91. 91.
    Martignetti JA, Gelb BD, Pierce H, Picci P, Desnick RJ (2000) Malignant fibrous histiocytoma: inherited and sporadic forms have loss of heterozygosity at chromosome bands 9p21–22-evidence for a common genetic defect. Genes Chrom Cancer 27: 191–5.PubMedCrossRefGoogle Scholar
  92. 92.
    Martin N, Jaubert J, Gounon P, Salido E, Haase G, Szatanik M, et al. (2002) A missense mutation in Tbce causes progressive motor neuronopathy in mice. Nat Genet 32: 443–7.PubMedCrossRefGoogle Scholar
  93. 93.
    Maximilan C, Dumitriu L, Ionitiu D, Ispas I, Firu P, Ciovirnache M, et al. (1981) Syndrome de dysostose cranio-faciale avec hyperplasie dyaphysaire. J. Genet. Hum. 29: 129–139.Google Scholar
  94. 94.
    See also on line: Mendelian Inheritance in Man, OMIM (TM). Johns Hopkins University, Baltimore, MD. MIM numbers 166705 and 155950. World Wide Web URL: http://www.ncbì Scholar
  95. 95.
    McLean W, Olsen BR (2001) Mouse models of abnormal skeletal development and homeostasis. Trends Genet 17: 38–43.CrossRefGoogle Scholar
  96. 96.
    Mundlos S, Olsen BR (1997) Heritable diseases of the skeleton. Part I: Molecular insights into skeletal development-transcription factors and signaling pathways. FASEB J 11: 125–32.Google Scholar
  97. 97.
    Nager GT, Stein SA, Dorst JP, Holliday MJ, Kennedy DW, Diehn KW, et al. (1983) Sclerosteosis involving the temporal bone: clinical and radiologic aspects. Am J Otolaryngol 4: 1–17.PubMedCrossRefGoogle Scholar
  98. 98.
    Norton KI, Wagreich JM, Granowetter L, Martignetti JA (1996) Diaphyseal medullary stenosis (sclerosis) with bone malignancy (malignant fibrous histiocytoma): Hardcastle syndrome. Pediatr Radiol 26: 675–7.Google Scholar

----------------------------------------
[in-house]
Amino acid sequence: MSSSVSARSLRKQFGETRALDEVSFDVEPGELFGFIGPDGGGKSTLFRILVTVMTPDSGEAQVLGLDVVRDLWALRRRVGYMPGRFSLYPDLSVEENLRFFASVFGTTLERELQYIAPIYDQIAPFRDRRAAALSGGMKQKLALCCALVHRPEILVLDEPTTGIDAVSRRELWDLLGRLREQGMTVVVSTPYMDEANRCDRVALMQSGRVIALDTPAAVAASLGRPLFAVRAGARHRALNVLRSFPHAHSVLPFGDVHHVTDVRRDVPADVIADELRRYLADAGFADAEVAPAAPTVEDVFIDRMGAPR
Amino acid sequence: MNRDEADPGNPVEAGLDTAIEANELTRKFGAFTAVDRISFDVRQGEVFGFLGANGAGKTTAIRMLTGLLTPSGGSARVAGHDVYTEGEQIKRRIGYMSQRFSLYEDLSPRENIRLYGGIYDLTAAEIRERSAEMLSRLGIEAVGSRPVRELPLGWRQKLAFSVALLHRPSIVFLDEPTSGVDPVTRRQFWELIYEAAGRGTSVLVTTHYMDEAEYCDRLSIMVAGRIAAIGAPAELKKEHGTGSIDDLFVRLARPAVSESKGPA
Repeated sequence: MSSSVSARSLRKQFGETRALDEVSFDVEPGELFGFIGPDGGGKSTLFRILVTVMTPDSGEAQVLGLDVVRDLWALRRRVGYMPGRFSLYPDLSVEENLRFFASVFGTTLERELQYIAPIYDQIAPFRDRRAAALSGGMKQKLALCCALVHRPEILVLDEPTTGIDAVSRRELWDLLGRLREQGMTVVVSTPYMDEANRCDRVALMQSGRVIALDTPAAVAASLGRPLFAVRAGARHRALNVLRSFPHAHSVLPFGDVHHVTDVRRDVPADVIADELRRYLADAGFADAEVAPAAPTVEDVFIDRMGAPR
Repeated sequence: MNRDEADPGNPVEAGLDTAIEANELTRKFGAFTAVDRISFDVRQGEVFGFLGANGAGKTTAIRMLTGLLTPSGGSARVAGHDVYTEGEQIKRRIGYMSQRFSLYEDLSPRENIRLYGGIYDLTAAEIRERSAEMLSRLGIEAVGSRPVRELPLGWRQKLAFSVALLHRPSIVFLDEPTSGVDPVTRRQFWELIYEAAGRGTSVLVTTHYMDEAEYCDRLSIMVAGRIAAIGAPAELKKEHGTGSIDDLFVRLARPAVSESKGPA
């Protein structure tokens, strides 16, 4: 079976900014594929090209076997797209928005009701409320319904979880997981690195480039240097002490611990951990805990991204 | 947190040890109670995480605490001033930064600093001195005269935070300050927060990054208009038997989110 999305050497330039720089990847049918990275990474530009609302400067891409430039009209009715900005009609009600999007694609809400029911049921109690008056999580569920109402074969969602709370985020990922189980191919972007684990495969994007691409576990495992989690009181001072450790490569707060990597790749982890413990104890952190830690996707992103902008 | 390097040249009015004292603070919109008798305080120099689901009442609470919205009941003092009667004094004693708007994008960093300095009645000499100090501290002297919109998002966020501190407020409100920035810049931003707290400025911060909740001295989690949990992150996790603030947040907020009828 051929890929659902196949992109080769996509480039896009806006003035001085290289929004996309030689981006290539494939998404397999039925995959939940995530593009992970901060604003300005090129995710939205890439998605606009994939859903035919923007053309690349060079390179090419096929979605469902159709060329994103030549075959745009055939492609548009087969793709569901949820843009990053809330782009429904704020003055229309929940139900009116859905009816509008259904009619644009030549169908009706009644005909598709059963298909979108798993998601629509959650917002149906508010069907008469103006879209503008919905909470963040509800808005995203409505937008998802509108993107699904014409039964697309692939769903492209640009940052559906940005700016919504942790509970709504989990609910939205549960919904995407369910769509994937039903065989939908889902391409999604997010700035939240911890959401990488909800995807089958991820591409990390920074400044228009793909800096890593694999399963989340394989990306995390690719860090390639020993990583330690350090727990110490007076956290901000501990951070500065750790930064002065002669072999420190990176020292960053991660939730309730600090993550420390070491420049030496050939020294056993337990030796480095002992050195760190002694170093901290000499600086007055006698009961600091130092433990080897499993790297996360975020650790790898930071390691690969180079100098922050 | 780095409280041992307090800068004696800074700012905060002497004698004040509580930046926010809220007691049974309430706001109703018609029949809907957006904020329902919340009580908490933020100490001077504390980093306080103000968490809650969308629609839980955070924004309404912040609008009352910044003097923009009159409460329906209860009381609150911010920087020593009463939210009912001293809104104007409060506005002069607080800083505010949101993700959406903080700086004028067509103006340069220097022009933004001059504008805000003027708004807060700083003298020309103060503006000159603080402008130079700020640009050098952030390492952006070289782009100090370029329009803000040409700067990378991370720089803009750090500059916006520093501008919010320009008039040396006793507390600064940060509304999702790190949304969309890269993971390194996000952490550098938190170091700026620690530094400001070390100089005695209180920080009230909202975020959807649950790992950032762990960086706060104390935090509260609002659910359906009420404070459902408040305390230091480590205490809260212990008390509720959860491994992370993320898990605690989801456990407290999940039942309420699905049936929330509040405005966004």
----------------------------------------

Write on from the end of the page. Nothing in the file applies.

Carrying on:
99. 99.
    Nurnberg P, Thiele H, Chandler D, Hohne W, Cunningham ML, Ritter H, et al. (2001) Heterozygous mutations in ANKH, the human ortholog of the mouse progressive ankylosis gene, result in craniometaphyseal dysplasia. Nat Genet 28: 37–41.PubMedGoogle Scholar
  100. 100.
    Nurnberg P, Tinschert S, Mrug M, Hampe J, Muller CR, Fuhrmann E, et al. (1997) The gene for autosomal dominant craniometaphyseal dysplasia maps to chromosome 5p and is distinct from the growth hormone-receptor gene. Am J Hum Genet 61: 918–23.PubMedCrossRefGoogle Scholar
  101. 101.
    Parvari R, Hershkovitz E, Grossman N, Gorodischer R, Loeys B, Zecic A, et al. (2002) Mutation of TBCE causes hypoparathyroidism-retardation-dysmorphism and autosomal recessive Kenny-Caffey syndrome. Nat Genet 32: 448–52.PubMedCrossRefGoogle Scholar
  102. 102.
    Patton MA, Laurence KM (1985) Three new cases of oculodentodigital (ODD) syndrome: development of the facial phenotype. J Med Genet 22: 386–9.PubMedCrossRefGoogle Scholar
  103. 103.
    Pellegrino JE, McDonald McGinn DM, Schneider A, Markowitz RI, Zackai EH (1997) Further clinical delineation and increased morbidity in males with osteopathia striata with cranial sclerosis: an X-linked disorder? Am J Med Genet 70: 159–65.PubMedCrossRefGoogle Scholar
  104. 104.
    Price JA, Wright JT, Kula K, Bowden DW, Hart TC (1998) A common DLX3 gene mutation is responsible for tricho-dento-osseous syndrome in Virginia and North Carolina families. J Med Genet 35: 825–8.PubMedCrossRefGoogle Scholar
  105. 105.
    Price JA, Wright JT, Walker SJ, Crawford PJ, Aldred MJ, Hart TC (1999) Tricho-dento-osseous syndrome and amelogenesis imperfecta with taurodontism are genetically distinct conditions. Clin Genet; 56: 35–40.PubMedCrossRefGoogle Scholar
  106. 106.
    Raine J, Winter RM, Davey A, Tucker SM (1989) Unknown syndrome: microcephaly, hypoplastic nose, exophthalmos, gum hyperplasia, cleft palate, low set ears, and osteosclerosis. J Med Genet 26: 786–8.PubMedCrossRefGoogle Scholar
  107. 107.
    Reardon W, Hall CM, Dillon MJ, Baraitser M (1991) Sibs with mental retardation, supraorbital sclerosis, and metaphyseal dysplasia: frontometaphyseal dysplasia, craniometaphyseal dysplasia, or a new syndrome? J Med Genet 28: 622–6.PubMedCrossRefGoogle Scholar
  108. 108.